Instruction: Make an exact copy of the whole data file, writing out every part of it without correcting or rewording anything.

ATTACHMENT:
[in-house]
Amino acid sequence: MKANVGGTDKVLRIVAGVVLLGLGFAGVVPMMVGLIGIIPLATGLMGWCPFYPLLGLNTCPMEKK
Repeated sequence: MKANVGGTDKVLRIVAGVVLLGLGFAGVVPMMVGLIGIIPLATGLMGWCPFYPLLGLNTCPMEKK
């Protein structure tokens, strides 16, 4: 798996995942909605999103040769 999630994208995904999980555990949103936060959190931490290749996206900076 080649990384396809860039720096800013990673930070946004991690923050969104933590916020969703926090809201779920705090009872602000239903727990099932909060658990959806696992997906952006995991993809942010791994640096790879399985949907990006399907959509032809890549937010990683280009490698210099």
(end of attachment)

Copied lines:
[in-house]
Amino acid sequence: MKANVGGTDKVLRIVAGVVLLGLGFAGVVPMMVGLIGIIPLATGLMGWCPFYPLLGLNTCPMEKK
Repeated sequence: MKANVGGTDKVLRIVAGVVLLGLGFAGVVPMMVGLIGIIPLATGLMGWCPFYPLLGLNTCPMEKK
């Protein structure tokens, strides 16, 4: 798996995942909605999103040769 999630994208995904999980555990949103936060959190931490290749996206900076 080649990384396809860039720096800013990673930070946004991690923050969104933590916020969703926090809201779920705090009872602000239903727990099932909060658990959806696992997906952006995991993809942010791994640096790879399985949907990006399907959509032809890549937010990683280009490698210099």